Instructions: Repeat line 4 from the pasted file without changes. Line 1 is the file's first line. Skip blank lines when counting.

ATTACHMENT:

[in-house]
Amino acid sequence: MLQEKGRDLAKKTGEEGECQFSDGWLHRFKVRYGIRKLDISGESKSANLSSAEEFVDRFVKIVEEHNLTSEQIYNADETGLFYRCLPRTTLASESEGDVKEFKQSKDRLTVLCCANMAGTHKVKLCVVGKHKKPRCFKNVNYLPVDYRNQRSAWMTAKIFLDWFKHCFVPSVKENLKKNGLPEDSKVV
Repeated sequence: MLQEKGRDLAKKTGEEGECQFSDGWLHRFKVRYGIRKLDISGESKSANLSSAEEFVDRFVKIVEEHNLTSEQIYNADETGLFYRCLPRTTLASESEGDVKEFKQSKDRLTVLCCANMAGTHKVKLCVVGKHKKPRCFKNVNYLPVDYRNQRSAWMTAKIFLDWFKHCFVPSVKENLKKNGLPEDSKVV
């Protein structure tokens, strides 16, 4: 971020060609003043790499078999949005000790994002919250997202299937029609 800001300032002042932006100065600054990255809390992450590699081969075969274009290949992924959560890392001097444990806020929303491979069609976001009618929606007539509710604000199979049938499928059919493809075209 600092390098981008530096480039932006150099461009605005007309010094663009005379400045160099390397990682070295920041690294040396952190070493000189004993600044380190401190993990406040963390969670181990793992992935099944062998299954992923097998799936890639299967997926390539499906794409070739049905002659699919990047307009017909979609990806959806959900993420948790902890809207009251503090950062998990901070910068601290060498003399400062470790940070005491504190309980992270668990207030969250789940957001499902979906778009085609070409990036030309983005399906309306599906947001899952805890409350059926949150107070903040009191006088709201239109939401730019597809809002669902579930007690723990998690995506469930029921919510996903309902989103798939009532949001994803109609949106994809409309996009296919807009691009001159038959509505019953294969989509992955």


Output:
């Protein structure tokens, strides 16, 4: 971020060609003043790499078999949005000790994002919250997202299937029609 800001300032002042932006100065600054990255809390992450590699081969075969274009290949992924959560890392001097444990806020929303491979069609976001009618929606007539509710604000199979049938499928059919493809075209 600092390098981008530096480039932006150099461009605005007309010094663009005379400045160099390397990682070295920041690294040396952190070493000189004993600044380190401190993990406040963390969670181990793992992935099944062998299954992923097998799936890639299967997926390539499906794409070739049905002659699919990047307009017909979609990806959806959900993420948790902890809207009251503090950062998990901070910068601290060498003399400062470790940070005491504190309980992270668990207030969250789940957001499902979906778009085609070409990036030309983005399906309306599906947001899952805890409350059926949150107070903040009191006088709201239109939401730019597809809002669902579930007690723990998690995506469930029921919510996903309902989103798939009532949001994803109609949106994809409309996009296919807009691009001159038959509505019953294969989509992955």